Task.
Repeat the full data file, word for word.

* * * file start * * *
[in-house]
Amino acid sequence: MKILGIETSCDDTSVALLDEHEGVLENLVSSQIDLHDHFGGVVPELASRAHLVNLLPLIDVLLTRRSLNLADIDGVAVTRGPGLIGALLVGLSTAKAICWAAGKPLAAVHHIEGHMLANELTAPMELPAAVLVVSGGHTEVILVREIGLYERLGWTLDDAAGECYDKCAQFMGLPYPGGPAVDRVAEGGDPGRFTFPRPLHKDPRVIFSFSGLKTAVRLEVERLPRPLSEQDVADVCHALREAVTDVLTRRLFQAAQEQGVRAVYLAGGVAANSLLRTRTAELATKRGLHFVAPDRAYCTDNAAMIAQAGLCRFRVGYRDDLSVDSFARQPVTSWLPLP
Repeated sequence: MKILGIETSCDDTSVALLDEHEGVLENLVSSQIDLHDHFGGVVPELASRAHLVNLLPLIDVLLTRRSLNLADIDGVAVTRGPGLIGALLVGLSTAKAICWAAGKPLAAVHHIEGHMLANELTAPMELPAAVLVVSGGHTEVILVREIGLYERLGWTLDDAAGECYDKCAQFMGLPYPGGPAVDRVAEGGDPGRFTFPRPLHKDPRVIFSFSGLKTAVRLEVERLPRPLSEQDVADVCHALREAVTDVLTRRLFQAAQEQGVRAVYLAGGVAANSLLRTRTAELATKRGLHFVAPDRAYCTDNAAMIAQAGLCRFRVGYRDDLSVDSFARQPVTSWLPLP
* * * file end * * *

[in-house]
Amino acid sequence: MKILGIETSCDDTSVALLDEHEGVLENLVSSQIDLHDHFGGVVPELASRAHLVNLLPLIDVLLTRRSLNLADIDGVAVTRGPGLIGALLVGLSTAKAICWAAGKPLAAVHHIEGHMLANELTAPMELPAAVLVVSGGHTEVILVREIGLYERLGWTLDDAAGECYDKCAQFMGLPYPGGPAVDRVAEGGDPGRFTFPRPLHKDPRVIFSFSGLKTAVRLEVERLPRPLSEQDVADVCHALREAVTDVLTRRLFQAAQEQGVRAVYLAGGVAANSLLRTRTAELATKRGLHFVAPDRAYCTDNAAMIAQAGLCRFRVGYRDDLSVDSFARQPVTSWLPLP
Repeated sequence: MKILGIETSCDDTSVALLDEHEGVLENLVSSQIDLHDHFGGVVPELASRAHLVNLLPLIDVLLTRRSLNLADIDGVAVTRGPGLIGALLVGLSTAKAICWAAGKPLAAVHHIEGHMLANELTAPMELPAAVLVVSGGHTEVILVREIGLYERLGWTLDDAAGECYDKCAQFMGLPYPGGPAVDRVAEGGDPGRFTFPRPLHKDPRVIFSFSGLKTAVRLEVERLPRPLSEQDVADVCHALREAVTDVLTRRLFQAAQEQGVRAVYLAGGVAANSLLRTRTAELATKRGLHFVAPDRAYCTDNAAMIAQAGLCRFRVGYRDDLSVDSFARQPVTSWLPLP